On February 13, 1973, Pallas and his attorney, Callaghan, went to the restaurant to try to persuade Zaharopoulos to vacate *359 the premises. After a few minutes of discussion Zaharopoulos ordered Pallas to leave and Pallas then waited outside the restaurant while Callaghan and Zaharopoulos continued their conversation. Zaharopoulos testified that he assured Callaghan that he would pay the balance of the security deposit, but Callaghan threatened that if he did not that day either pay or surrender the property Callaghan would have him put in jail. Using a telephone at the restaurant, Callaghan sent for a locksmith who came to change the locks, but this effort was frustrated by a police officer called by Zaharopoulos.

As the discussion continued, Zaharopoulos telephoned his attorney, Kapnistos, and both he and Callaghan talked to Kapnistos. During the conversation there was discussion of an adding machine and toaster, which Pallas maintained were missing from the restaurant. Kapnistos testified that Zaharopoulos told him that the adding machine was at Zaharopoulos's house and the toaster was defective and was being repaired. Callaghan testified that Pallas came back into the restaurant and listened as Zaharopoulos conversed with Kapnistos in a foreign language which Callaghan presumed to be Greek, and that Pallas, translating Zaharopoulos's part of the conversation for Callaghan, quoted Zaharopoulos as saying that he had the adding machine in his possession and would not return it. Callaghan warned Kapnistos that Zaharopoulos would be arrested if he did not vacate the premises. At the conclusion of the telephone conversation, Callaghan telephoned a justice of the peace, who also told Zaharopoulos that he must leave the premises or go to jail. When Zaharopoulos refused to capitulate, Callaghan and Pallas departed.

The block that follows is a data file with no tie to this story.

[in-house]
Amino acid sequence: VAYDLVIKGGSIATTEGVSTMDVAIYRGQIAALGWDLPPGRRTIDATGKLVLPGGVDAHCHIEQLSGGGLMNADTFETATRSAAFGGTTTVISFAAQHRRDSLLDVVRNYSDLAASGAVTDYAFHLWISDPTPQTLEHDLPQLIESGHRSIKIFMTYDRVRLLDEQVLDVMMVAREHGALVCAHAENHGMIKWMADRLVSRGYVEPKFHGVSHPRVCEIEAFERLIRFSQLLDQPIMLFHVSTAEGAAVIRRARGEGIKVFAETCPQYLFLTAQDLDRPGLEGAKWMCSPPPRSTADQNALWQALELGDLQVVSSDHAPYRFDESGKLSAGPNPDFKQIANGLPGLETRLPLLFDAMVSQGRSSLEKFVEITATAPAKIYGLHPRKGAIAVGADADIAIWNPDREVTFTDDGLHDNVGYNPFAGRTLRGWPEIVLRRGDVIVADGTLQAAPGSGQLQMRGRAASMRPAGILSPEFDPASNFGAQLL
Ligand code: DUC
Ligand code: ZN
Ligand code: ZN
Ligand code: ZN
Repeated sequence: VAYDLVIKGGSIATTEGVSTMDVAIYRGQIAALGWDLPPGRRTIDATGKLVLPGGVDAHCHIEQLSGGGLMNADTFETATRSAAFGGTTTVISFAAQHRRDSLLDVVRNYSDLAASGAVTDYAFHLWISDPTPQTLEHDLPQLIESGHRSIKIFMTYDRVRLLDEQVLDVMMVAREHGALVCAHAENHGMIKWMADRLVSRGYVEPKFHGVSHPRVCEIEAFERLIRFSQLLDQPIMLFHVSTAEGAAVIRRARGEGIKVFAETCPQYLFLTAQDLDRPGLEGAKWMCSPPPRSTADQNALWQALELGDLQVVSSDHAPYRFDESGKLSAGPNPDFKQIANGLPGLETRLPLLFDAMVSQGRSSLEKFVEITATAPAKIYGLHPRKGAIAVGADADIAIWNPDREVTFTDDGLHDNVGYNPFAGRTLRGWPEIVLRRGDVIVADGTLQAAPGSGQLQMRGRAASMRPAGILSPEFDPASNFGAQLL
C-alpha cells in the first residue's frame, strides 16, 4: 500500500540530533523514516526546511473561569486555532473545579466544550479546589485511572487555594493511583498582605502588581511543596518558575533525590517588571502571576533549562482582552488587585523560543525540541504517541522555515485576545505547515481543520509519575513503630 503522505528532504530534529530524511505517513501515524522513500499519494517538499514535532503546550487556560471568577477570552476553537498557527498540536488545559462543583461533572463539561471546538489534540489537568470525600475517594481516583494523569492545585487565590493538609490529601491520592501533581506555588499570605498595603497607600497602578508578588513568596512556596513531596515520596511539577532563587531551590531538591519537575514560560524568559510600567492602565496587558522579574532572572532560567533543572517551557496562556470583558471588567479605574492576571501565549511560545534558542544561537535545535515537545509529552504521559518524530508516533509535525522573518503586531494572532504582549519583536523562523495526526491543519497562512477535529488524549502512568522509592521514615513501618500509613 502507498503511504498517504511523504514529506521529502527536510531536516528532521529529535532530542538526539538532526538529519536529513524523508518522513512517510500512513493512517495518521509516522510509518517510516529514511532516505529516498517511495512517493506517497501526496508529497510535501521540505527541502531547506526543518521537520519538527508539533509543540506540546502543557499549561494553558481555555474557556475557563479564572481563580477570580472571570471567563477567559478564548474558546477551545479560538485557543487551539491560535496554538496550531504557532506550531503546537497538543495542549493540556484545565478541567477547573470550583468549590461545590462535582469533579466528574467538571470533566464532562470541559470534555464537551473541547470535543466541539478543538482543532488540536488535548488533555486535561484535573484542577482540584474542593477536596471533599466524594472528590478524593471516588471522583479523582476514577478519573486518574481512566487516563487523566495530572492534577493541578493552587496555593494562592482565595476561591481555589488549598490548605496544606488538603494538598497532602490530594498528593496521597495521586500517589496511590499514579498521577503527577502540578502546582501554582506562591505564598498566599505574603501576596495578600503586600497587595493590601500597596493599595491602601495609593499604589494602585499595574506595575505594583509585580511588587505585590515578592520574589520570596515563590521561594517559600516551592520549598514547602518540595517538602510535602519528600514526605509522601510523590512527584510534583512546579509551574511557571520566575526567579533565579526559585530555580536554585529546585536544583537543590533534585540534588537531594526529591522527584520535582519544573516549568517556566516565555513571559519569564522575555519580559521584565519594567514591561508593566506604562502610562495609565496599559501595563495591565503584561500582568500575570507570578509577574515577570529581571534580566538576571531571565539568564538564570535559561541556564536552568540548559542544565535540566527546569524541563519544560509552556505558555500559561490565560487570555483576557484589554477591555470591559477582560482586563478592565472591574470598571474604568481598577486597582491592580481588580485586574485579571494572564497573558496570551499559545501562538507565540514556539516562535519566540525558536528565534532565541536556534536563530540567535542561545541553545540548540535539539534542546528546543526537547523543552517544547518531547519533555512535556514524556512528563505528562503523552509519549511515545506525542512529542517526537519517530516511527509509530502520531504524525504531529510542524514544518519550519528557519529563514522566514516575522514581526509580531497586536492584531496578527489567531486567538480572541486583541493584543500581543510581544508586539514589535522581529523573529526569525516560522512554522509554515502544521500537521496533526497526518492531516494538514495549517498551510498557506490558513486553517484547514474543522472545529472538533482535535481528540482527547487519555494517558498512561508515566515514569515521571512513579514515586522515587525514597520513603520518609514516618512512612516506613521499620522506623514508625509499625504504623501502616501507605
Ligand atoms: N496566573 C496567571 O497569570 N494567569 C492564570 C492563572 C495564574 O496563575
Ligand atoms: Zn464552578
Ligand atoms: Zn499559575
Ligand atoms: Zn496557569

Before taking further action, Callaghan discussed the matter with John A. Dezio, Assistant Commonwealth's Attorney, who suggested that Zaharopoulos might be guilty of criminal trespass as well as larceny. Accordingly, Callaghan advised Pallas that he could swear out warrants for trespass and larceny, and Pallas did so. Callaghan was present at Archie's Pizza the same afternoon when Zaharopoulos was arrested on the trespass warrant. Subsequently, Zaharopoulos was charged with grand larceny. In General District Court, he was acquitted of trespass and convicted of petty larceny; on appeal, the larceny charge also was dismissed. Zaharopoulos then instituted this action for malicious prosecution against Pallas based upon the warrants which Pallas had sworn out against him.